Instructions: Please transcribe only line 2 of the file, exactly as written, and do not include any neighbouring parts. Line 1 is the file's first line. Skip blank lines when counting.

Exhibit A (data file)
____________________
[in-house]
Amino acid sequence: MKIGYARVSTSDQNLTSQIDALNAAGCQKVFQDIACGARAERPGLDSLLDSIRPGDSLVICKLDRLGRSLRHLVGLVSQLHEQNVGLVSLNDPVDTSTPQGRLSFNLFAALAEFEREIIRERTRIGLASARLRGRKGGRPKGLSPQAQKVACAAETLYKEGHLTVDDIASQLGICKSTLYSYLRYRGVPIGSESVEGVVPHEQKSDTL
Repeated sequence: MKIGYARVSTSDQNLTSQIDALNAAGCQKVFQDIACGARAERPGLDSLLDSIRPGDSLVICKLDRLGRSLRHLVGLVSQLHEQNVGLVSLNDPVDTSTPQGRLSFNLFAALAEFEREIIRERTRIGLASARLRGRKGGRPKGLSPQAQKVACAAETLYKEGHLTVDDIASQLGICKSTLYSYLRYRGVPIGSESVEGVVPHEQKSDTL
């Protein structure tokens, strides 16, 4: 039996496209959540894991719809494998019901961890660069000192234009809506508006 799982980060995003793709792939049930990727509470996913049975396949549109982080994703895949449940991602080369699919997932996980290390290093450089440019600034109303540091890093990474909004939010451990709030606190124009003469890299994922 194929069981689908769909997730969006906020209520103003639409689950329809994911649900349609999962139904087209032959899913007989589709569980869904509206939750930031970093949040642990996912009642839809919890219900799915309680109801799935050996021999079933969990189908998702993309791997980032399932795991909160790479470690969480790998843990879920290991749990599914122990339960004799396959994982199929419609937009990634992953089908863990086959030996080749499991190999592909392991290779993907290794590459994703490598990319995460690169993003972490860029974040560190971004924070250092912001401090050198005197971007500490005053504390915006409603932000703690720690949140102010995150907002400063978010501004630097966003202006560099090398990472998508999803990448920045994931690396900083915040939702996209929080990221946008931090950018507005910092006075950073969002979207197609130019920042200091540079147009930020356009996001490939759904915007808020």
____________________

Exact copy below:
Amino acid sequence: MKIGYARVSTSDQNLTSQIDALNAAGCQKVFQDIACGARAERPGLDSLLDSIRPGDSLVICKLDRLGRSLRHLVGLVSQLHEQNVGLVSLNDPVDTSTPQGRLSFNLFAALAEFEREIIRERTRIGLASARLRGRKGGRPKGLSPQAQKVACAAETLYKEGHLTVDDIASQLGICKSTLYSYLRYRGVPIGSESVEGVVPHEQKSDTL